It’s always a great feeling to be welcomed—but definitely not by the smoke coming from your wood stove’s front door! It could be frustrating to get smoke in your face as you try to reload the wood in your stove, but the smoke always finds its path to an open door.
Given that, no matter how much you hate that smoke coming from the woodstove, they will keep finding its way out! Despite that, there are some things you can do to at least manage and lessen the smoke. To give you a bit of an idea, here are some helpful tips you can consider:
Ensure that the catalytic combustor bypass is engaged
If your wood stove is equipped with a catalytic combustor, make sure that it’s on bypass before you open the door. This will help aid in directing the flow of the smoke up and out of the chimney instead of finding its way to the open door.
Aside from that, make sure that it is also free from dirt and clogs. If there is a clog, the smoke won’t get bypassed—which would render it entirely useless.
Check if there is an accumulation of ashes in the firebox beside the combustor. You can brush the ash using a vacuum or a soft brush. There are times you need to remove the combustor to ensure that it will be thoroughly cleaned, so take some time to do so before you use your stove again.
Use non-resinous hardwoods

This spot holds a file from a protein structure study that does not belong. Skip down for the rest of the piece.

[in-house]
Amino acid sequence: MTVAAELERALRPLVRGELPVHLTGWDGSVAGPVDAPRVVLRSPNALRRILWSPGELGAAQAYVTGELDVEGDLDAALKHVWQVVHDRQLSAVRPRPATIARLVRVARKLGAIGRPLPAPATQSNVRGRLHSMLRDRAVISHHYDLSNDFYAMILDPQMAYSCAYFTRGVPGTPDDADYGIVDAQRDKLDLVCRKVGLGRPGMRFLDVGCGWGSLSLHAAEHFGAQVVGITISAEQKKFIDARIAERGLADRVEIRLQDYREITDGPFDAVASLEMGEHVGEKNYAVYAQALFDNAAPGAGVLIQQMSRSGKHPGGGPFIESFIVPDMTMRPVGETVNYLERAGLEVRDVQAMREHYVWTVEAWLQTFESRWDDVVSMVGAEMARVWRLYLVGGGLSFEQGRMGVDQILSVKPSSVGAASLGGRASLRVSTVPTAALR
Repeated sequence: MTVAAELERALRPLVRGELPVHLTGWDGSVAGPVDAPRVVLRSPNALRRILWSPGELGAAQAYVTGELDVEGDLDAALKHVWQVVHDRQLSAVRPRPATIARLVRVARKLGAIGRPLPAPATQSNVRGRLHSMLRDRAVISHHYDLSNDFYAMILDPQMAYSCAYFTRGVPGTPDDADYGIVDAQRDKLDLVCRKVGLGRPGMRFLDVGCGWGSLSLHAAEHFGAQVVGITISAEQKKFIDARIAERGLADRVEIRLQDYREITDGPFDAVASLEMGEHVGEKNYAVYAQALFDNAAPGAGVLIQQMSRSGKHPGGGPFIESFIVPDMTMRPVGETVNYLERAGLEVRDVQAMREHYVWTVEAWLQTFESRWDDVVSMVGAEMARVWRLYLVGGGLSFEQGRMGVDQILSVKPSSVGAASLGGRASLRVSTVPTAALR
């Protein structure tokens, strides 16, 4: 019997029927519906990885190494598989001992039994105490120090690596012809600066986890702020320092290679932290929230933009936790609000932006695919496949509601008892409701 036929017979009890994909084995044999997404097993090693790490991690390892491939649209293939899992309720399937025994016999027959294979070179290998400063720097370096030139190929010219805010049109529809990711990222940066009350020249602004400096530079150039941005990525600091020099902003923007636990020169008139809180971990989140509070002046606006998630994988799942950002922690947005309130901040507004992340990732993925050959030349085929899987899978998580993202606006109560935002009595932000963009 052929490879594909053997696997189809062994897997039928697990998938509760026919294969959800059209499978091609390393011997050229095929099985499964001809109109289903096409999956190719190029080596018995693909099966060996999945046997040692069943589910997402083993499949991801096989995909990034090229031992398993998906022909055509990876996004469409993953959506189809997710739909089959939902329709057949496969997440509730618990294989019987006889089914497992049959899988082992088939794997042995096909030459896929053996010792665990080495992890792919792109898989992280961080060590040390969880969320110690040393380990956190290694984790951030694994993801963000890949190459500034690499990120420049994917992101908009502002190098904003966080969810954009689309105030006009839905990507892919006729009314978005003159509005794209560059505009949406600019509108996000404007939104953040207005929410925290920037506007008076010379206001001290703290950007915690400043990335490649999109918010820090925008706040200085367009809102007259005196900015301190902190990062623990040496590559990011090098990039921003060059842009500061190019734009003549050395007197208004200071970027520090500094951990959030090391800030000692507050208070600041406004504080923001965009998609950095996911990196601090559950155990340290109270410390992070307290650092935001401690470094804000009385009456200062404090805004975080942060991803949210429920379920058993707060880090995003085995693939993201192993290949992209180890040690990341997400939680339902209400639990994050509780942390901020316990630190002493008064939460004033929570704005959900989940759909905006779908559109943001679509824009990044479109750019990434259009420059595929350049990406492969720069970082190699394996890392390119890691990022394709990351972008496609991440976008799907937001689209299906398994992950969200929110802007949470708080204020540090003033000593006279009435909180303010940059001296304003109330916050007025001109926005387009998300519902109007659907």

If you didn’t know, oily and wet wood often brings more smoke than seasoned hardwoods. This is why if you want to reduce the amount of smoke produced in your wood-burning stove, choose to use only seasoned hardwoods! Apart from lessening the smoke they produce, these also provide an efficient burn too.
Load towards the back of the stove
When you reload wood stoves, make sure to rake the coals towards the front and load the new logs towards the back. This strategy will help prevent smoking from coming from the wood-burning stove!
Aside from that, remember not to reload when there are still flames! Doing so will only create more smoke that will surely go out as soon as you open the door.
Crack the door before opening it
You may notice that the airflow inside the wood stove changes when you initially crack the door of your stove. As such, ensure that before totally opening the door, gently crack the door and wait for around 10-20 seconds. After that, a new airflow pattern will be created. You can then open the door slowly afterwards.
Turn off the fans near the wood stove
All kinds of fans near the stove—kitchen fans, the stove’s blower fans, and even exhaust fans in the bathroom—should be turned off. This will make it easier for the smoke to stay inside the stove instead of being funnelled out of it.
There are various advantages of using a wood stove; however, it could be frustrating to have all that smoke milling about whenever you open it up! As such, it is necessary to learn how you can operate and maintain a wood stove while minimising the smoke it produces. You can also ask an expert for help when it comes to getting rid of the smoke from your wood stove.
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